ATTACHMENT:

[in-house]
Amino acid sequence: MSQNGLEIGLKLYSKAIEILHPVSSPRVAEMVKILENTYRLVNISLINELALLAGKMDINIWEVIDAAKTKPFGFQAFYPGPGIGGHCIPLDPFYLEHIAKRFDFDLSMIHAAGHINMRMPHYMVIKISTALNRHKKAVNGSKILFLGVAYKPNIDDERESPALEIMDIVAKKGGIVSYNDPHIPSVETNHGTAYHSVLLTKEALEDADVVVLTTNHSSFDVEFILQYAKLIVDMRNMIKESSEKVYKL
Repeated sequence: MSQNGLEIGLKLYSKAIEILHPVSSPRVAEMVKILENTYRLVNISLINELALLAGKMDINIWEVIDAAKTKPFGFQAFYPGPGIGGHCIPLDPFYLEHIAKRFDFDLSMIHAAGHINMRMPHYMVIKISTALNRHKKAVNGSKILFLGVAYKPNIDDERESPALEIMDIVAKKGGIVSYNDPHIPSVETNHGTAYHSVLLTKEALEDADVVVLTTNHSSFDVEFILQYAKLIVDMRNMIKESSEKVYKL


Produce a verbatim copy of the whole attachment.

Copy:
[in-house]
Amino acid sequence: MSQNGLEIGLKLYSKAIEILHPVSSPRVAEMVKILENTYRLVNISLINELALLAGKMDINIWEVIDAAKTKPFGFQAFYPGPGIGGHCIPLDPFYLEHIAKRFDFDLSMIHAAGHINMRMPHYMVIKISTALNRHKKAVNGSKILFLGVAYKPNIDDERESPALEIMDIVAKKGGIVSYNDPHIPSVETNHGTAYHSVLLTKEALEDADVVVLTTNHSSFDVEFILQYAKLIVDMRNMIKESSEKVYKL
Repeated sequence: MSQNGLEIGLKLYSKAIEILHPVSSPRVAEMVKILENTYRLVNISLINELALLAGKMDINIWEVIDAAKTKPFGFQAFYPGPGIGGHCIPLDPFYLEHIAKRFDFDLSMIHAAGHINMRMPHYMVIKISTALNRHKKAVNGSKILFLGVAYKPNIDDERESPALEIMDIVAKKGGIVSYNDPHIPSVETNHGTAYHSVLLTKEALEDADVVVLTTNHSSFDVEFILQYAKLIVDMRNMIKESSEKVYKL